In about 50 words
The Tigers lost their first-round pick to Milwaukee when they signed Prince Fielder, and they didn't earn any compensation picks for their own free agents. However, that doesn't lessen their need to fortify their farm system, particularly with pitching, as their current crop graduates to the upper levels.
Don't mistake the Tigers' situation as a change in their basic philosophy. First and foremost, Chadd said, they're going to go for the best player available, regardless of position. With none of the first 90 picks, though, they won't have a read on who that might be until at least the middle of the second round.
Said Chadd, "We're realistic on where we're picking, and we're realistic on who we think will be gone."
Under the new Collective Bargaining Agreement, each team has an allotted bonus pool equal to the sum of the values of that club's selections in the first 10 rounds of the Draft. The more picks a team has, and the earlier it picks, the larger the pool. The signing bonuses for a team's selections in the first 10 rounds, plus any bonus greater than $100,000 for a player taken after the 10th round, will apply toward the bonus-pool total.
Any team going up to five percent over its allotted pool will be taxed at a 75-percent rate on the overage. A team that overspends by 5-10 percent gets a 75-percent tax plus the loss of a first-round pick. A team that goes 10-15 percent over its pool amount will be hit with a 100-percent penalty on the overage and the loss of a first- and second-round pick. Any overage of 15 percent or more gets a 100-percent tax plus the loss of first-round picks in the next two Drafts.
The Tigers don't let need overrule talent in their Draft room, but there's also an acknowledgement that they're more likely to lean towards pitching in their first day of drafting, after going so heavily on position players last year. They could find upside in a high school arm or two, but don't be surprised if they also look towards the college ranks, where players have fewer options and could prove more open to signing.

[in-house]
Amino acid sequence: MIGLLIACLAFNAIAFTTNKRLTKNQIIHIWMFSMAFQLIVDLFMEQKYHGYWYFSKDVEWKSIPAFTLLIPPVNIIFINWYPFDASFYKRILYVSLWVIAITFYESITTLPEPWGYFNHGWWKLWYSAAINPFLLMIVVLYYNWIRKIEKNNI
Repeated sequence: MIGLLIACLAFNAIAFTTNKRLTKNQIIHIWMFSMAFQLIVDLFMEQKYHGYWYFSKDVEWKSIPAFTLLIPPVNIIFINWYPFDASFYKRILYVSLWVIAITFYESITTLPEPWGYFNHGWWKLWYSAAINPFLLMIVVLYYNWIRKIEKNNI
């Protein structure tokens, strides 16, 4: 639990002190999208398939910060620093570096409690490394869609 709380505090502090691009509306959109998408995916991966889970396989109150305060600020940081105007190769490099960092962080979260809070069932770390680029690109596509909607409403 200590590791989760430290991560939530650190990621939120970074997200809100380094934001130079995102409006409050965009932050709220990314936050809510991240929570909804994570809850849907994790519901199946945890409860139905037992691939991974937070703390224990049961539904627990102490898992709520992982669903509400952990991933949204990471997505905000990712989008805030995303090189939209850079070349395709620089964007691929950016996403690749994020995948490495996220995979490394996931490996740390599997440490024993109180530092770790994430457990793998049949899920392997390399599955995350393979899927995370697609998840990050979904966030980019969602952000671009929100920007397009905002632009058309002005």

The Tigers went heavy on hitters last year, selecting position players with 10 of their top 11 picks. They also selected college players with their first 13 picks. Their first signability risk was 16th-rounder Tyler Gibson, and they signed him away from Georgia Tech. They could go the college route again, though not as heavily. They will most likely not be weighted so much towards position players.
Recent Draft History Rising fast
It's no longer just a hot start for Nick Castellanos at Class A Advanced Lakeland. He continues to lead all Minor League hitters in batting average, while making a push to get an early promotion to Double-A Erie at age 20. Detroit doesn't need help at third base anytime soon, but he could move up their long-term plans.
Tigers' recent top picks
Class A+ Lakeland (Tigers)
Class A+ Lakeland (Tigers)
Triple-A Toledo (Tigers)
Batting average and doubles power have always been there for Double-A Erie first baseman Jordan Lennerton, a 33rd-round pick in 2008. With 10 home runs by Memorial Day, however, he's way ahead of his usual pace. He isn't taking over first base in Detroit anytime soon over the next nine years, but he has been a nice find for the Tigers scouting staff.
In The Show
The Tigers went against their recent trend of hard-throwing high school pitchers when they drafted Smyly out of the University of Arkansas with their second-round pick two years ago. They liked his polish and composure, and they felt he could rise up the farm system quickly. But even they didn't envision him cracking their rotation to begin 2012. He has the chance to become the Tigers' first homegrown lefty to fit long-term in Detroit since Mickey Lolich in the 1960s.